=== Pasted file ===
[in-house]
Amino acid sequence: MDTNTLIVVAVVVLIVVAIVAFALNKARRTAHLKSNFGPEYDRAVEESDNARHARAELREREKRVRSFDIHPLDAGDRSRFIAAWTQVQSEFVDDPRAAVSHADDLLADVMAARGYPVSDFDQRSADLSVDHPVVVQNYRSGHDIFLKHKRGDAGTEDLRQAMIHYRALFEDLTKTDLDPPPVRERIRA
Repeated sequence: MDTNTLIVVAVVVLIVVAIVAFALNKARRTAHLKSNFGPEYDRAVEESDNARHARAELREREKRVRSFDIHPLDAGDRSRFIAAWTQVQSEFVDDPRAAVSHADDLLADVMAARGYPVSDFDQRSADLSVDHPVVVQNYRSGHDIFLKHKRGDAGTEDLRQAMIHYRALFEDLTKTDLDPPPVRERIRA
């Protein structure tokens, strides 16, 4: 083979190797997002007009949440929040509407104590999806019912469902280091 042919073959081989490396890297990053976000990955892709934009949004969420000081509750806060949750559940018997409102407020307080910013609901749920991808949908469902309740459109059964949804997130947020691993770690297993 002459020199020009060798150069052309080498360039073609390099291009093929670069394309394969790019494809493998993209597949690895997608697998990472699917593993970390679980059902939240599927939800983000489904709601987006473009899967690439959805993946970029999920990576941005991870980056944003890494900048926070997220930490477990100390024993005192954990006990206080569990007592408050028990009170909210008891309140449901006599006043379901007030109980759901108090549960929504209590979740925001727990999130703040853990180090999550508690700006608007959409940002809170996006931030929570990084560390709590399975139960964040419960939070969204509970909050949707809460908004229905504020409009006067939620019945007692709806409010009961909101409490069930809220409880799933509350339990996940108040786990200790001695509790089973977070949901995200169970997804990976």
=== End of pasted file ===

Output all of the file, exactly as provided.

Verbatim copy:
[in-house]
Amino acid sequence: MDTNTLIVVAVVVLIVVAIVAFALNKARRTAHLKSNFGPEYDRAVEESDNARHARAELREREKRVRSFDIHPLDAGDRSRFIAAWTQVQSEFVDDPRAAVSHADDLLADVMAARGYPVSDFDQRSADLSVDHPVVVQNYRSGHDIFLKHKRGDAGTEDLRQAMIHYRALFEDLTKTDLDPPPVRERIRA
Repeated sequence: MDTNTLIVVAVVVLIVVAIVAFALNKARRTAHLKSNFGPEYDRAVEESDNARHARAELREREKRVRSFDIHPLDAGDRSRFIAAWTQVQSEFVDDPRAAVSHADDLLADVMAARGYPVSDFDQRSADLSVDHPVVVQNYRSGHDIFLKHKRGDAGTEDLRQAMIHYRALFEDLTKTDLDPPPVRERIRA
């Protein structure tokens, strides 16, 4: 083979190797997002007009949440929040509407104590999806019912469902280091 042919073959081989490396890297990053976000990955892709934009949004969420000081509750806060949750559940018997409102407020307080910013609901749920991808949908469902309740459109059964949804997130947020691993770690297993 002459020199020009060798150069052309080498360039073609390099291009093929670069394309394969790019494809493998993209597949690895997608697998990472699917593993970390679980059902939240599927939800983000489904709601987006473009899967690439959805993946970029999920990576941005991870980056944003890494900048926070997220930490477990100390024993005192954990006990206080569990007592408050028990009170909210008891309140449901006599006043379901007030109980759901108090549960929504209590979740925001727990999130703040853990180090999550508690700006608007959409940002809170996006931030929570990084560390709590399975139960964040419960939070969204509970909050949707809460908004229905504020409009006067939620019945007692709806409010009961909101409490069930809220409880799933509350339990996940108040786990200790001695509790089973977070949901995200169970997804990976």